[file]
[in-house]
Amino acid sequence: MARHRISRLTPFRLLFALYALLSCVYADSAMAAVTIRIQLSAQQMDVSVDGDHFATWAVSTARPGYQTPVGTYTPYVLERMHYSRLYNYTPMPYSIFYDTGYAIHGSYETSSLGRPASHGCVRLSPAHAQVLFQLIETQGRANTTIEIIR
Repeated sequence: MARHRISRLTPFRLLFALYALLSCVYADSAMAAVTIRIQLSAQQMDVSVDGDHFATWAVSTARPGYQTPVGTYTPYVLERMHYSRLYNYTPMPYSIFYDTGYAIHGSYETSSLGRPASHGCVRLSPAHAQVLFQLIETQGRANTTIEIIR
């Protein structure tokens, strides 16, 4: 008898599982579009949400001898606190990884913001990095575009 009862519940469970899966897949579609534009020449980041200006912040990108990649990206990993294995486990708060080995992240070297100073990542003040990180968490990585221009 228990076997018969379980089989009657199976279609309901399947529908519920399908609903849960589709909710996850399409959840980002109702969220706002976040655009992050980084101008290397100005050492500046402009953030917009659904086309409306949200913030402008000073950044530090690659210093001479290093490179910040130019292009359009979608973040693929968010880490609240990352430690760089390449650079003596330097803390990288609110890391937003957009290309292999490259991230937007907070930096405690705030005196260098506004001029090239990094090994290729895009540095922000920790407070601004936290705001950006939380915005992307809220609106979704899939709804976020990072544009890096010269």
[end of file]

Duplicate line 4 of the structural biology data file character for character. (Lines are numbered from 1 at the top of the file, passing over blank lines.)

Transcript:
């Protein structure tokens, strides 16, 4: 008898599982579009949400001898606190990884913001990095575009 009862519940469970899966897949579609534009020449980041200006912040990108990649990206990993294995486990708060080995992240070297100073990542003040990180968490990585221009 228990076997018969379980089989009657199976279609309901399947529908519920399908609903849960589709909710996850399409959840980002109702969220706002976040655009992050980084101008290397100005050492500046402009953030917009659904086309409306949200913030402008000073950044530090690659210093001479290093490179910040130019292009359009979608973040693929968010880490609240990352430690760089390449650079003596330097803390990288609110890391937003957009290309292999490259991230937007907070930096405690705030005196260098506004001029090239990094090994290729895009540095922000920790407070601004936290705001950006939380915005992307809220609106979704899939709804976020990072544009890096010269």